By: Dara Kerr
When St. Louis police arrived at the scene last April, Lyft driver Elijah Newman was already dead. Officers found him in the driver’s seat of his car with a gunshot wound to the torso. In a statement of probable cause provided to The Markup by prosecutors, detectives say they found a bullet casing next to Newman’s body and a Lyft light attached to the front dashboard.
“It was like a punch in the stomach,” said Elizabeth Hylton, Newman’s longtime friend and roommate, upon hearing the news.
Newman, an immigrant from Ghana, was one of more than 50 gig workers murdered while working in the United States in the past five years, according to a new study published by workers’ group Gig Workers Rising.
The study draws on data from The Markup’s report of 124 car thefts by hail riders, as well as news articles, police documents, legal documents, GoFundMe fundraisers, and other online searches. Gig Workers Rising said the study fills the gap in any company or government data on the dangers of gig work. The markup has independently verified the incidents listed in the report.
“These are not unique incidents,” said Lauren Jacobs, executive director of a coalition of nonprofits focused on inequality, PowerSwitch Action, which contributed to the report. Companies don’t seem to care enough about workplace safety, she added.
“It’s a pattern.”
According to a chart provided by Gig Workers Rising The Markup, 22 of the workers drove there above when they were killed, and four were couriers for Uber Eats. Seventeen worked for Lyft, eight for DoorDash, two for Instacart, one for Grubhub, and one for Postmates (which is owned by Uber). The markup also independently verified the incidents in the spreadsheet, a handful of which the company says happened after the employee logged out of the app.
It is estimated that more than a million people in the US work for one or more of these gig companies. The attacks happened across the country, from Arizona to Kentucky to Pennsylvania, and most occurred in 2021, with 28 reported homicides. Seven murders tracked by Gig Workers Rising occurred in just the first two months of this year.
Some of the workers were accidentally involved in drive-by shootings, others in street rage incidents, or botched auto thefts and robberies. While cities across the country have seen a rise in carjacking and related crimes in recent years, these incidents appear to be particularly prevalent among gig workers.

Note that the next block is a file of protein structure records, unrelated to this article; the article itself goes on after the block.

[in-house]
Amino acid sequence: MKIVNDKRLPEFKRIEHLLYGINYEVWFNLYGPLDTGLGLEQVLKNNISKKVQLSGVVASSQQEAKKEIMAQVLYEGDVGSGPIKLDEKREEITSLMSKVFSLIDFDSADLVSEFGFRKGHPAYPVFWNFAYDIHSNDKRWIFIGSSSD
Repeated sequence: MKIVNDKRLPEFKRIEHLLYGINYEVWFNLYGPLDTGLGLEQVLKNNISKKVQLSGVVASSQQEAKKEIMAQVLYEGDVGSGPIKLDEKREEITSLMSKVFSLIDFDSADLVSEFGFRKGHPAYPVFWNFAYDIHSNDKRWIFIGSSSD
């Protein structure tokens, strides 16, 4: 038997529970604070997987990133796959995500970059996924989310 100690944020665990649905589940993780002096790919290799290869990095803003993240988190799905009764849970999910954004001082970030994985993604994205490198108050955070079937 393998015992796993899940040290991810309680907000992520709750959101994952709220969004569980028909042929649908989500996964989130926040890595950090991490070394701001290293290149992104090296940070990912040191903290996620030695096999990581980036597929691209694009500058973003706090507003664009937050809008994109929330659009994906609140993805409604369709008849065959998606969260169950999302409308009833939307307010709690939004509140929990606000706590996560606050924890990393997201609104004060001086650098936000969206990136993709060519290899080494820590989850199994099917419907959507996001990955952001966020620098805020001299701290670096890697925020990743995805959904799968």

“Gig work is becoming increasingly dangerous,” said Bryant Greening, attorney and co-founder of Chicago-based law firm LegalRideshare. “Criminals view ridesharing and delivery workers as easy prey, vulnerable to carjacking, robberies and assaults.”
Uber spokesman Andrew Hasbun said, “Given the scale at which Uber and other platforms like ours operate, we are not immune to society’s challenges, including increases in crime and violence.” He added that “we continue investing heavily in new technology to improve driver safety,” and “each of these incidents is a terrible tragedy that no family should endure.”
Lyft spokeswoman Gabriela Condarco-Quesada said, “Since day one, we’ve built security into every part of the Lyft experience. We are committed to doing everything we can to protect drivers from crime and will continue to invest in technology, policies and partnerships to make Lyft as safe as possible.”
DoorDash spokesperson Julian Crowley, Instacart’s senior director of shopper engagement Natalia Montalvo, and Grubhub spokesperson Jenna DeMarco made similar comments, saying the companies take security seriously and have protocols in place for emergency situations.
Gig Workers Rising said the tally of more than 50 workers was “not comprehensive and likely excludes many workers.” The Bureau of Labor Statistics and most police departments do not compile data specifically on gig worker deaths. None of the gig companies contacted by The Markup would say how many of their workers were killed on the job. Uber’s Hasbun and Lyft’s Condarco-Quesada referred The Markup to company safety reports, both of which included some data on fatal physical assaults on passengers and drivers. The latest data is from Lyft in 2019.
Gig Workers Rising said its table included only reported homicides, not traffic accidents or other causes of death. Most of those killed – 63 percent – were people of color, according to the group, which also reported several families said they received little support from businesses after the incidents.